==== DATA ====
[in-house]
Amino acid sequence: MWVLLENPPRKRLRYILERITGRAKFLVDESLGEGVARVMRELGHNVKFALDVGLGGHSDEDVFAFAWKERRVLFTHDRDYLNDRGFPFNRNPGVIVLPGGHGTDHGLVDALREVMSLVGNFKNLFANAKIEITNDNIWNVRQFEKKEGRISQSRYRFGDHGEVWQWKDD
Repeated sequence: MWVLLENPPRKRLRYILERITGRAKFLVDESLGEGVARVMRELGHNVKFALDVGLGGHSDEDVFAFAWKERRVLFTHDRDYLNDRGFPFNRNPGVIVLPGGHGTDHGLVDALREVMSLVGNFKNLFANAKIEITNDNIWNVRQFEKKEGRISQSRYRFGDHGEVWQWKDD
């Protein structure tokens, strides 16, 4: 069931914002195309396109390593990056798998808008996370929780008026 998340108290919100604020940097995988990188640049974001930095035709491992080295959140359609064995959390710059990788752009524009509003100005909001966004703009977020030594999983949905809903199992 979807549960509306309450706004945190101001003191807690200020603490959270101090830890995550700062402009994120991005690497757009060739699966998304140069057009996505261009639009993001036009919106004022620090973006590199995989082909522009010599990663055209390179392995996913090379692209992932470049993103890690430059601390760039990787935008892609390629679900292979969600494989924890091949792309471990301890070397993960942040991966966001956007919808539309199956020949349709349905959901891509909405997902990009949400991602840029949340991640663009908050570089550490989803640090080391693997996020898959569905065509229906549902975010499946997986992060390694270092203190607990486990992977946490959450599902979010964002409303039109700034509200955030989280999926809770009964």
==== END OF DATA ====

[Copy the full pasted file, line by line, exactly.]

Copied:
[in-house]
Amino acid sequence: MWVLLENPPRKRLRYILERITGRAKFLVDESLGEGVARVMRELGHNVKFALDVGLGGHSDEDVFAFAWKERRVLFTHDRDYLNDRGFPFNRNPGVIVLPGGHGTDHGLVDALREVMSLVGNFKNLFANAKIEITNDNIWNVRQFEKKEGRISQSRYRFGDHGEVWQWKDD
Repeated sequence: MWVLLENPPRKRLRYILERITGRAKFLVDESLGEGVARVMRELGHNVKFALDVGLGGHSDEDVFAFAWKERRVLFTHDRDYLNDRGFPFNRNPGVIVLPGGHGTDHGLVDALREVMSLVGNFKNLFANAKIEITNDNIWNVRQFEKKEGRISQSRYRFGDHGEVWQWKDD
């Protein structure tokens, strides 16, 4: 069931914002195309396109390593990056798998808008996370929780008026 998340108290919100604020940097995988990188640049974001930095035709491992080295959140359609064995959390710059990788752009524009509003100005909001966004703009977020030594999983949905809903199992 979807549960509306309450706004945190101001003191807690200020603490959270101090830890995550700062402009994120991005690497757009060739699966998304140069057009996505261009639009993001036009919106004022620090973006590199995989082909522009010599990663055209390179392995996913090379692209992932470049993103890690430059601390760039990787935008892609390629679900292979969600494989924890091949792309471990301890070397993960942040991966966001956007919808539309199956020949349709349905959901891509909405997902990009949400991602840029949340991640663009908050570089550490989803640090080391693997996020898959569905065509229906549902975010499946997986992060390694270092203190607990486990992977946490959450599902979010964002409303039109700034509200955030989280999926809770009964």